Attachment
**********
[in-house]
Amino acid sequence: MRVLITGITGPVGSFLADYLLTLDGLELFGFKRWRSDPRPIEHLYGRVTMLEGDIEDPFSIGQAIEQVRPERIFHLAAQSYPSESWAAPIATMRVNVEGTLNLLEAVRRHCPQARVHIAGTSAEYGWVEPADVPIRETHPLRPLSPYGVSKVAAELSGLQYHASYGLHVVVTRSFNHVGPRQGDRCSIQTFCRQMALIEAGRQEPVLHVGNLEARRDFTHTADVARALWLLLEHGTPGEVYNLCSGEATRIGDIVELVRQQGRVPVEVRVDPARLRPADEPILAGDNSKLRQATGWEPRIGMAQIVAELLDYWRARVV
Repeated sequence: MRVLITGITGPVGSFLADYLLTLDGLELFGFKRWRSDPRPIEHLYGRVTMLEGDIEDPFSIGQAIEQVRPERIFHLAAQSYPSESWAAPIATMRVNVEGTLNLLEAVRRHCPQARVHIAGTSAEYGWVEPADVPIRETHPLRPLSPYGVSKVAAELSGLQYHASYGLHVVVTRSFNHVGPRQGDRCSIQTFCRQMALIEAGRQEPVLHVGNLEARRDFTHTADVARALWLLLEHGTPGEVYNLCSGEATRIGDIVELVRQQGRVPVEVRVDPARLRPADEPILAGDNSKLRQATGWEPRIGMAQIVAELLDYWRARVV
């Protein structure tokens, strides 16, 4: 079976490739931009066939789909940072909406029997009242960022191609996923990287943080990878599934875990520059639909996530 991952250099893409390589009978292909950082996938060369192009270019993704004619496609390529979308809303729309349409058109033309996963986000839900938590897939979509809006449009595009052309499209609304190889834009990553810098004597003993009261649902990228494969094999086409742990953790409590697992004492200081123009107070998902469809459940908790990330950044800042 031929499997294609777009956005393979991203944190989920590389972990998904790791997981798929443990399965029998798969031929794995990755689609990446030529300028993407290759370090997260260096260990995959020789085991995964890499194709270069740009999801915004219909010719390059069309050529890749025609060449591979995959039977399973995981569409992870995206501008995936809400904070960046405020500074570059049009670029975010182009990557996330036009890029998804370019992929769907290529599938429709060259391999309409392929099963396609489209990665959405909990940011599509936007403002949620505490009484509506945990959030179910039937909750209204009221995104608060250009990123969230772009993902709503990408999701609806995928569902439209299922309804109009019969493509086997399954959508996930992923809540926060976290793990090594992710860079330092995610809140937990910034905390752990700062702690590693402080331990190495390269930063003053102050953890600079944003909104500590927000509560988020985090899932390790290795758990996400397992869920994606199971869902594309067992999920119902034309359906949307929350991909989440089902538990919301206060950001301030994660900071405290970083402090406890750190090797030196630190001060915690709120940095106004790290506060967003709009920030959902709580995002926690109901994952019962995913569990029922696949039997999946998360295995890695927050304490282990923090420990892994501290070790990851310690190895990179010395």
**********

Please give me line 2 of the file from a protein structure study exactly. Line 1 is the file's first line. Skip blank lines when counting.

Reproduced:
Amino acid sequence: MRVLITGITGPVGSFLADYLLTLDGLELFGFKRWRSDPRPIEHLYGRVTMLEGDIEDPFSIGQAIEQVRPERIFHLAAQSYPSESWAAPIATMRVNVEGTLNLLEAVRRHCPQARVHIAGTSAEYGWVEPADVPIRETHPLRPLSPYGVSKVAAELSGLQYHASYGLHVVVTRSFNHVGPRQGDRCSIQTFCRQMALIEAGRQEPVLHVGNLEARRDFTHTADVARALWLLLEHGTPGEVYNLCSGEATRIGDIVELVRQQGRVPVEVRVDPARLRPADEPILAGDNSKLRQATGWEPRIGMAQIVAELLDYWRARVV